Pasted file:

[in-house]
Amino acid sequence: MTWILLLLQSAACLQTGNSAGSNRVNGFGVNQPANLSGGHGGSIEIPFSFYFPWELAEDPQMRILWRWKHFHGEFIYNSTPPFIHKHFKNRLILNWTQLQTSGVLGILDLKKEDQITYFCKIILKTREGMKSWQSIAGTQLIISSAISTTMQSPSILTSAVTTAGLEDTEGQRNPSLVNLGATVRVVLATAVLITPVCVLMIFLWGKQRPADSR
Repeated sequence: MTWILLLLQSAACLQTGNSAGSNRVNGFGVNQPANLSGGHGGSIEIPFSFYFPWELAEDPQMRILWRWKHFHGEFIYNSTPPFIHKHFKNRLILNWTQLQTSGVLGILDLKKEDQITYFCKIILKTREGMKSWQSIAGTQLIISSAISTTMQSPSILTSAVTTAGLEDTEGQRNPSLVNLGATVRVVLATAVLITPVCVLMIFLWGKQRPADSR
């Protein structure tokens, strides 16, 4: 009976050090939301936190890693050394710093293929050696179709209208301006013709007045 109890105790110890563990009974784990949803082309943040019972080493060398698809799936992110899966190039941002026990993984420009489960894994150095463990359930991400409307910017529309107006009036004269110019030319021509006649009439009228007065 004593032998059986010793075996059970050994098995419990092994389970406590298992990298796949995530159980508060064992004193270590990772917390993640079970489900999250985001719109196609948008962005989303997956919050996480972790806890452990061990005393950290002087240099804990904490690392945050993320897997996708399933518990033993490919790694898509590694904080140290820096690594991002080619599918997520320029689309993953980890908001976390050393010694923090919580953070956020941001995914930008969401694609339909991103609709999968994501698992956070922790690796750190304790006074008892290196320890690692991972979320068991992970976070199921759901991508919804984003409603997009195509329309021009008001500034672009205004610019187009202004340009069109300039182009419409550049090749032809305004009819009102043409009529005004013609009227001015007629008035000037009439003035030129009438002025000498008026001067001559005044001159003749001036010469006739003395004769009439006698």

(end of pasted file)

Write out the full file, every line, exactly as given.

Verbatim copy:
[in-house]
Amino acid sequence: MTWILLLLQSAACLQTGNSAGSNRVNGFGVNQPANLSGGHGGSIEIPFSFYFPWELAEDPQMRILWRWKHFHGEFIYNSTPPFIHKHFKNRLILNWTQLQTSGVLGILDLKKEDQITYFCKIILKTREGMKSWQSIAGTQLIISSAISTTMQSPSILTSAVTTAGLEDTEGQRNPSLVNLGATVRVVLATAVLITPVCVLMIFLWGKQRPADSR
Repeated sequence: MTWILLLLQSAACLQTGNSAGSNRVNGFGVNQPANLSGGHGGSIEIPFSFYFPWELAEDPQMRILWRWKHFHGEFIYNSTPPFIHKHFKNRLILNWTQLQTSGVLGILDLKKEDQITYFCKIILKTREGMKSWQSIAGTQLIISSAISTTMQSPSILTSAVTTAGLEDTEGQRNPSLVNLGATVRVVLATAVLITPVCVLMIFLWGKQRPADSR
């Protein structure tokens, strides 16, 4: 009976050090939301936190890693050394710093293929050696179709209208301006013709007045 109890105790110890563990009974784990949803082309943040019972080493060398698809799936992110899966190039941002026990993984420009489960894994150095463990359930991400409307910017529309107006009036004269110019030319021509006649009439009228007065 004593032998059986010793075996059970050994098995419990092994389970406590298992990298796949995530159980508060064992004193270590990772917390993640079970489900999250985001719109196609948008962005989303997956919050996480972790806890452990061990005393950290002087240099804990904490690392945050993320897997996708399933518990033993490919790694898509590694904080140290820096690594991002080619599918997520320029689309993953980890908001976390050393010694923090919580953070956020941001995914930008969401694609339909991103609709999968994501698992956070922790690796750190304790006074008892290196320890690692991972979320068991992970976070199921759901991508919804984003409603997009195509329309021009008001500034672009205004610019187009202004340009069109300039182009419409550049090749032809305004009819009102043409009529005004013609009227001015007629008035000037009439003035030129009438002025000498008026001067001559005044001159003749001036010469006739003395004769009439006698």